to locate a specific pizza place several streets away. We went to the Crossroads Plaza Mall downtown, where I’d been shopping with the kids for years. The crown jewel of our training was to train in my own neighborhood, and walk the places where I would regularly visit. My nerves about running into someone I knew were a good indicator that I hadn’t quite adjusted to my identity as a visually impaired person.

Something about joining these two identities – Becky: neighbor, mother of two and Becky: visually impaired woman – was still unnerving. Doing cane training at my local grocery store brought these two worlds together quickly. As Bob and I worked our way through the grocery store, we approached my neighbor Sue. It was bound to happen.

“Uh… hi,” I began awkwardly, pointing at Bob. “This is my teacher… teaching me to use this cane.”  I pointed unnecessarily at the cane.

“Oh, that’s nice,”  she said. “Good to see you.”  And she went on her way, seemingly unfazed by the same encounter that was causing me to blush.

A few weeks later I requested some additional training at the Crossroads Mall. I’d been back to the mall since my initial training, and still had a few questions about navigating its unique layout. This time the scheduling put me with a different O and M instructor, Susan. After our session, I gathered the courage to confess that I sometimes felt uncomfortable using the cane. I didn’t like drawing attention to
myself. I didn’t like people looking at me. I still wasn’t sure where I fit into
this spectrum, with some vision left and people looking at me.

Susan simply asked some straightforward questions. “Is the cane helping keep you
safe?” she asked, raising her eyebrows.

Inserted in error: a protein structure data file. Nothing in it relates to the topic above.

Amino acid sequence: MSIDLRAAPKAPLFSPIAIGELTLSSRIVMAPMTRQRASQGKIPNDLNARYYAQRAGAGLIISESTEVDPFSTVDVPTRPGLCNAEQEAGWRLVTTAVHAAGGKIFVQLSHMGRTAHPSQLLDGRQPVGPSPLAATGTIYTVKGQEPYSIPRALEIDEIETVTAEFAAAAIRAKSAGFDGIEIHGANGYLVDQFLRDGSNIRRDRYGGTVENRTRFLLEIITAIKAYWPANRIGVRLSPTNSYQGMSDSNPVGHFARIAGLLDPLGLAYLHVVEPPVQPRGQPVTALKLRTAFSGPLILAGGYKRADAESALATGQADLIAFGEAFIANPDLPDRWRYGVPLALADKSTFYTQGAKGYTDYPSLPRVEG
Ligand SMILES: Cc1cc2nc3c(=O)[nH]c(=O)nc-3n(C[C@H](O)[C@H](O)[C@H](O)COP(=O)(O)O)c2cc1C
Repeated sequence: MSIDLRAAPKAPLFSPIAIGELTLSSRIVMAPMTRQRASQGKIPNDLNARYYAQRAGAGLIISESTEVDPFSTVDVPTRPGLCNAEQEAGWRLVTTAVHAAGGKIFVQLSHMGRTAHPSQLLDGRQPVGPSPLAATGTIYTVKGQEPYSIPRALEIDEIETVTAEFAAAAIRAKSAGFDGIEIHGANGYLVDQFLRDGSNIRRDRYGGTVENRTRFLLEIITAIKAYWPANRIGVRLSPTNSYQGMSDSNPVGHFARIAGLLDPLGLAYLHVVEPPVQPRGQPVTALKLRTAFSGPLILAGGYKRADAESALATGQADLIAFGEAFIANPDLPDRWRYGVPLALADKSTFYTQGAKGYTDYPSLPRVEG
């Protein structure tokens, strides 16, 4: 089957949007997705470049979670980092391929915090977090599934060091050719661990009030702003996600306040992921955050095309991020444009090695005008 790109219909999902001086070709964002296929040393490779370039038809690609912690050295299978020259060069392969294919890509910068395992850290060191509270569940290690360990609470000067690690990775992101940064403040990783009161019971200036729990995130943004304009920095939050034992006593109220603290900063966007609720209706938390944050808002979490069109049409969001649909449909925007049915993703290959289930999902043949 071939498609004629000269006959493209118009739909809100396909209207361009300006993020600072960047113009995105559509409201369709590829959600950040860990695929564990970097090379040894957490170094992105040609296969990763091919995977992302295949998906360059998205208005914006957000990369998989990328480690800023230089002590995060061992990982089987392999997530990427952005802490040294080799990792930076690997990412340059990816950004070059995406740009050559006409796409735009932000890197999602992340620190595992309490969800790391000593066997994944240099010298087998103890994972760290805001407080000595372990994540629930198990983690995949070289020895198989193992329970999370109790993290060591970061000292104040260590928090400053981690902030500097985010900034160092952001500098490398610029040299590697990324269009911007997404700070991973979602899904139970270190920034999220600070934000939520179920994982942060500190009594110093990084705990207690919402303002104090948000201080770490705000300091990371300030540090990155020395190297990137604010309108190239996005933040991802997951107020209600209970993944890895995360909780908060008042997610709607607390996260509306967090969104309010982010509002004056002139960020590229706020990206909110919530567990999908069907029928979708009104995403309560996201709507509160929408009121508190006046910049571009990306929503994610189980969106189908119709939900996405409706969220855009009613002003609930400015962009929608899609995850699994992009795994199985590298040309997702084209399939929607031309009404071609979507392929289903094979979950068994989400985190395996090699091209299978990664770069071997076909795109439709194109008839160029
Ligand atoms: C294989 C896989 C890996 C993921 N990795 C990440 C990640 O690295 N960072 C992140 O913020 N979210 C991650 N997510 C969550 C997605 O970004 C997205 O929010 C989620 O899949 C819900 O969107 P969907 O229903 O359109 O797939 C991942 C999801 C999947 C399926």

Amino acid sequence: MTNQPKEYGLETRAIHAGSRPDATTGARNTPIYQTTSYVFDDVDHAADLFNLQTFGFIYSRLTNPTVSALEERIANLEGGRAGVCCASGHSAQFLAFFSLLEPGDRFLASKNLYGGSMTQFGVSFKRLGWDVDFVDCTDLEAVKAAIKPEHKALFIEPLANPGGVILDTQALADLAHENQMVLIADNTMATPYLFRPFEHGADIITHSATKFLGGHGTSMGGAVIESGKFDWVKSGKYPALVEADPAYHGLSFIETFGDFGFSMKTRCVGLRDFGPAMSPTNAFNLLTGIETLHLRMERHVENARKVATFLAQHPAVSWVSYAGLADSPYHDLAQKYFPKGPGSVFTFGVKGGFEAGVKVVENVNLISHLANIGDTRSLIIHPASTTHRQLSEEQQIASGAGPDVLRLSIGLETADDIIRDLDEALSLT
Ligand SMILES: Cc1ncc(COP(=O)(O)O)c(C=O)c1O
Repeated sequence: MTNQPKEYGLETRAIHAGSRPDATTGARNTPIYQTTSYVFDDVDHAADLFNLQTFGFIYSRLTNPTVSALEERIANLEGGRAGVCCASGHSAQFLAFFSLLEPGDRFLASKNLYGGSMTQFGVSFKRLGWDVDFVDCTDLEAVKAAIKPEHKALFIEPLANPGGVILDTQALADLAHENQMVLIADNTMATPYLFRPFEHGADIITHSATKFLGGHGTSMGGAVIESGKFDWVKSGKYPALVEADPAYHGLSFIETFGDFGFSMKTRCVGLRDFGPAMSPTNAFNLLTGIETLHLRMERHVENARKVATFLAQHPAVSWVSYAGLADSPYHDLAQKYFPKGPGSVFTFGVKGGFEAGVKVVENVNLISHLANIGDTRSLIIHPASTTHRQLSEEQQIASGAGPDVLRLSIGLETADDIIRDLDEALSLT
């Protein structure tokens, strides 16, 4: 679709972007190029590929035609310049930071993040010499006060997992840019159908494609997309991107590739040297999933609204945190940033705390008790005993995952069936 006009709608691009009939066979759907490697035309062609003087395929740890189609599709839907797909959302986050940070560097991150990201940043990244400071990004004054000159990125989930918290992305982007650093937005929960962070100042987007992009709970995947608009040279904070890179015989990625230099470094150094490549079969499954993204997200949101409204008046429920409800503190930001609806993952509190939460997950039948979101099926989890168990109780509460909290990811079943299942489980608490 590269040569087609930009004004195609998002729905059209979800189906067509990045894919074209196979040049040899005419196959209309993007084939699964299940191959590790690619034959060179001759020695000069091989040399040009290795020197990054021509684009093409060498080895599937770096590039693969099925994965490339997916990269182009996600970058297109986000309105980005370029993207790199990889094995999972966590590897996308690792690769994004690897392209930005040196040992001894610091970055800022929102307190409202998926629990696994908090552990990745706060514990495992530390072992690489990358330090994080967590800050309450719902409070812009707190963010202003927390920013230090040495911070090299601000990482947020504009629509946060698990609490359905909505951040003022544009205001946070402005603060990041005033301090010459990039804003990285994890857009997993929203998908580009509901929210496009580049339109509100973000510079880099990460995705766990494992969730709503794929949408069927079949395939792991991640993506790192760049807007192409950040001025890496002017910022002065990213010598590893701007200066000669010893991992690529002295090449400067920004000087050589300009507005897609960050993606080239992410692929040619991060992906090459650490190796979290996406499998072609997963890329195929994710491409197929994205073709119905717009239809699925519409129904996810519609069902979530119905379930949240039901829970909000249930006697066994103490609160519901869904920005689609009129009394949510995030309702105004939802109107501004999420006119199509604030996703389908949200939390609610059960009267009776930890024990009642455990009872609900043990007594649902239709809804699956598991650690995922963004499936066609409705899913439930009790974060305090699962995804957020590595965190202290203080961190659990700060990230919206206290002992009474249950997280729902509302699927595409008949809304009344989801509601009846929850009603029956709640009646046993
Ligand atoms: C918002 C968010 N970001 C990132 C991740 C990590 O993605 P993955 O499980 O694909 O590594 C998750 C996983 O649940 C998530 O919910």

“Yes. Without a doubt,” I said.

“Do you feel more confident about going out? Do you feel more independent
with the cane?” She continued.

“Yes, absolutely,” was my response.

“You just told me you walked into a woman sitting alone in the middle of a soccer field. Would that have happened if you’d had a cane?”

I felt my face flush remember that experience. “No.”

Susan looked at me with her hands on her hips. “Well, I think  you need to be true to yourself. Use this tool that will help you live an independent life.”

I knew she was right. That day I let go of that worry. It’s a heavy weight, wondering what people are thinking about you, but I hadn’t realized how heavy until I let it go.

I’d been so concerned about how I felt using the cane that I hadn’t acknowledged how much it served me, how much I needed it. This wonderful tool allowed me to be safe and independent – what a gift! Being honest that I needed the cane and letting go of this worry was accompanied by a beautiful feeling of self-acceptance. I am visually impaired.

As I felt this acceptance and was true to myself, I could embrace the cane fully. I was ready to answer someone’s questions with confidence and feel at peace with myself.

Almost 25 years later, my cane is still a reminder to be true to myself.

“The greatest act of courage is to be and own all that you are – without apology, without excuses and without masks to cover the truth of who you really are.” –Debbie Ford